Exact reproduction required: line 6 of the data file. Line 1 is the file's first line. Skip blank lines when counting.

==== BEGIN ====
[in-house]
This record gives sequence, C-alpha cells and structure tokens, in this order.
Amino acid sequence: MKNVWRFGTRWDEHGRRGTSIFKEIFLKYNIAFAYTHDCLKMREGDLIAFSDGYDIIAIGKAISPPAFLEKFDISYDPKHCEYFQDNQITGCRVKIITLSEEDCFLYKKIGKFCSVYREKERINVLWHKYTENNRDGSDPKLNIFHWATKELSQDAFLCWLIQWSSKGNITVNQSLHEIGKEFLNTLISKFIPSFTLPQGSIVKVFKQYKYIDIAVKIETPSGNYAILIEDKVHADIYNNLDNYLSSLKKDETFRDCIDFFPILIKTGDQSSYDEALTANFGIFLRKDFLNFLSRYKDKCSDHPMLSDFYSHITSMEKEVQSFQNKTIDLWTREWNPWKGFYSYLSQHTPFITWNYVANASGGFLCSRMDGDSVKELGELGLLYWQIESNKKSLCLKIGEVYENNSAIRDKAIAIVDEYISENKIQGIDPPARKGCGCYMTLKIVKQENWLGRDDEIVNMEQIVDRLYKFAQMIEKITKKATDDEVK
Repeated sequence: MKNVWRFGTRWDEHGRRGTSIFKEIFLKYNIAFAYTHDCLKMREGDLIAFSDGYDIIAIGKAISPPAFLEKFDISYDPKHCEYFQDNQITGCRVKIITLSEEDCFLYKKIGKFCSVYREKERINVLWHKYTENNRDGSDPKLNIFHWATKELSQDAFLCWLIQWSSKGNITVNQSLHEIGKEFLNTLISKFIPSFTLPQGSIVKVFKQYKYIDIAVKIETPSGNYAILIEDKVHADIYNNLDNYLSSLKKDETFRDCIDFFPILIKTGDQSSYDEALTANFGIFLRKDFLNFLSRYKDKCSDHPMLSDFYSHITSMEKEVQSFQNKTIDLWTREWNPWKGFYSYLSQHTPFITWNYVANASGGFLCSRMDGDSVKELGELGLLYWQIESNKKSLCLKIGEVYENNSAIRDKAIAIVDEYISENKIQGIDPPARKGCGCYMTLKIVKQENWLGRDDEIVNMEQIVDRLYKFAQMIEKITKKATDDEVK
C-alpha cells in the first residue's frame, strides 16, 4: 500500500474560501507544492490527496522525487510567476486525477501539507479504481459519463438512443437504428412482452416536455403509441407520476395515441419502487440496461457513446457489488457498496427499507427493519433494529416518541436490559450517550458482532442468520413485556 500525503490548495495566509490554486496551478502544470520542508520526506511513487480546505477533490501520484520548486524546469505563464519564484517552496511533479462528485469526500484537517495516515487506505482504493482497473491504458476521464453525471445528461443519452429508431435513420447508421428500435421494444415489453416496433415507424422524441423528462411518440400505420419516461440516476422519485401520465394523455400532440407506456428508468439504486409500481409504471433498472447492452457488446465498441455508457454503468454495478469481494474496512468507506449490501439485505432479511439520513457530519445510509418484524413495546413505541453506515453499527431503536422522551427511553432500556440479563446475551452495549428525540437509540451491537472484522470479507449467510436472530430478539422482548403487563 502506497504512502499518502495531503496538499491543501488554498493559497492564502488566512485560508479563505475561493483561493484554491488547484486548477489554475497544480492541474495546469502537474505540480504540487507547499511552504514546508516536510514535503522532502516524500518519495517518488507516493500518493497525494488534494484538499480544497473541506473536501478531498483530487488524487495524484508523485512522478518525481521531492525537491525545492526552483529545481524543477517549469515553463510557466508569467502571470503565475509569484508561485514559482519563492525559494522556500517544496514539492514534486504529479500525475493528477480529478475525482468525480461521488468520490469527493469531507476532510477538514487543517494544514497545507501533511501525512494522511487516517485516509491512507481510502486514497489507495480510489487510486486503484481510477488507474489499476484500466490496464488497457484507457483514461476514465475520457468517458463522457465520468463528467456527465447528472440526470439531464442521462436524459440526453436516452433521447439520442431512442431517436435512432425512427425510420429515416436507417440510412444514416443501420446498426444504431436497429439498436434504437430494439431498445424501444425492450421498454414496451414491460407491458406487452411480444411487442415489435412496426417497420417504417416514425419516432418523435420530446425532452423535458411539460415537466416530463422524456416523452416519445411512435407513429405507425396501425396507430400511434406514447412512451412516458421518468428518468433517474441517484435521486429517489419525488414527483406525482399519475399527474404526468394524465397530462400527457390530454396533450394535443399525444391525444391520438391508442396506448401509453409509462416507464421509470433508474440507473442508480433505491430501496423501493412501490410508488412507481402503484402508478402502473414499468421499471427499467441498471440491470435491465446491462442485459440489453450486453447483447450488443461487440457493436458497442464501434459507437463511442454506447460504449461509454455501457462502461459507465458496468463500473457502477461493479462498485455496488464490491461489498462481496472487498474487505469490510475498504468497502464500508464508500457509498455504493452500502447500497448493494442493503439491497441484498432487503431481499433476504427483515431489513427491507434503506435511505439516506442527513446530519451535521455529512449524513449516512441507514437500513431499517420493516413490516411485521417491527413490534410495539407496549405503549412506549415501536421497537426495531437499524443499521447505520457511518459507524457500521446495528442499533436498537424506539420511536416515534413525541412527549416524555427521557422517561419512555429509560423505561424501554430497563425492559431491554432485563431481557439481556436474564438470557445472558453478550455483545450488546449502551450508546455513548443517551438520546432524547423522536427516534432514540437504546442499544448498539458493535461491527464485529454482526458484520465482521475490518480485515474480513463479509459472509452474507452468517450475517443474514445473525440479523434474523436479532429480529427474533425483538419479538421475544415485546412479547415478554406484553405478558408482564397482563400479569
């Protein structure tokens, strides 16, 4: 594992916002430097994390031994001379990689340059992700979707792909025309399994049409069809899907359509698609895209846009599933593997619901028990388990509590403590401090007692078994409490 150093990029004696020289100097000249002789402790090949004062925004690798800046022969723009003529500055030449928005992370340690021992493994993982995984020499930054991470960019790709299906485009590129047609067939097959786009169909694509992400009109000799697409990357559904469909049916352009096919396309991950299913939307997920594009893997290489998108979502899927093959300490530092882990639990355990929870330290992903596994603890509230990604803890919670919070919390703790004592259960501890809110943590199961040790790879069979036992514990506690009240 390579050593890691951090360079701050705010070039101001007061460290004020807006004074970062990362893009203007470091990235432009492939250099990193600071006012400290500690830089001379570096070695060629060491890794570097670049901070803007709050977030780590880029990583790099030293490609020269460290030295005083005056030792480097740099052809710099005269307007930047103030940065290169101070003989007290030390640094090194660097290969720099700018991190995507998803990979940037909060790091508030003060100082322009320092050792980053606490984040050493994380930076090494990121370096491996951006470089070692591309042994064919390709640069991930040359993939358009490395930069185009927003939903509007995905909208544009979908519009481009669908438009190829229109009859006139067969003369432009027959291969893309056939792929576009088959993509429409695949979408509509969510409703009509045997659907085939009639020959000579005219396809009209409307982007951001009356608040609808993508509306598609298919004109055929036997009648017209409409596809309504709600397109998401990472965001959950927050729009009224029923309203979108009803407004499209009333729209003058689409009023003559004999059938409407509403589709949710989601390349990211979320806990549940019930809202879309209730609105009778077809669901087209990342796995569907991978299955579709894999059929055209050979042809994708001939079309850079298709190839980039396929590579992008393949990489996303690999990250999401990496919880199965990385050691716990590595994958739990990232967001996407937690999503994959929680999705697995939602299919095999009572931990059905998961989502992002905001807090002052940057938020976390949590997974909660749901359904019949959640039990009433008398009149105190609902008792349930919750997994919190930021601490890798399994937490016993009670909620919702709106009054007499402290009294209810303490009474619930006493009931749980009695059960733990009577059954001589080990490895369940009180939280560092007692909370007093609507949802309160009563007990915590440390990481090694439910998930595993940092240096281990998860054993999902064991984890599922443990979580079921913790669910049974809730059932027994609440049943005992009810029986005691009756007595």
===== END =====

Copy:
């Protein structure tokens, strides 16, 4: 594992916002430097994390031994001379990689340059992700979707792909025309399994049409069809899907359509698609895209846009599933593997619901028990388990509590403590401090007692078994409490 150093990029004696020289100097000249002789402790090949004062925004690798800046022969723009003529500055030449928005992370340690021992493994993982995984020499930054991470960019790709299906485009590129047609067939097959786009169909694509992400009109000799697409990357559904469909049916352009096919396309991950299913939307997920594009893997290489998108979502899927093959300490530092882990639990355990929870330290992903596994603890509230990604803890919670919070919390703790004592259960501890809110943590199961040790790879069979036992514990506690009240 390579050593890691951090360079701050705010070039101001007061460290004020807006004074970062990362893009203007470091990235432009492939250099990193600071006012400290500690830089001379570096070695060629060491890794570097670049901070803007709050977030780590880029990583790099030293490609020269460290030295005083005056030792480097740099052809710099005269307007930047103030940065290169101070003989007290030390640094090194660097290969720099700018991190995507998803990979940037909060790091508030003060100082322009320092050792980053606490984040050493994380930076090494990121370096491996951006470089070692591309042994064919390709640069991930040359993939358009490395930069185009927003939903509007995905909208544009979908519009481009669908438009190829229109009859006139067969003369432009027959291969893309056939792929576009088959993509429409695949979408509509969510409703009509045997659907085939009639020959000579005219396809009209409307982007951001009356608040609808993508509306598609298919004109055929036997009648017209409409596809309504709600397109998401990472965001959950927050729009009224029923309203979108009803407004499209009333729209003058689409009023003559004999059938409407509403589709949710989601390349990211979320806990549940019930809202879309209730609105009778077809669901087209990342796995569907991978299955579709894999059929055209050979042809994708001939079309850079298709190839980039396929590579992008393949990489996303690999990250999401990496919880199965990385050691716990590595994958739990990232967001996407937690999503994959929680999705697995939602299919095999009572931990059905998961989502992002905001807090002052940057938020976390949590997974909660749901359904019949959640039990009433008398009149105190609902008792349930919750997994919190930021601490890798399994937490016993009670909620919702709106009054007499402290009294209810303490009474619930006493009931749980009695059960733990009577059954001589080990490895369940009180939280560092007692909370007093609507949802309160009563007990915590440390990481090694439910998930595993940092240096281990998860054993999902064991984890599922443990979580079921913790669910049974809730059932027994609440049943005992009810029986005691009756007595």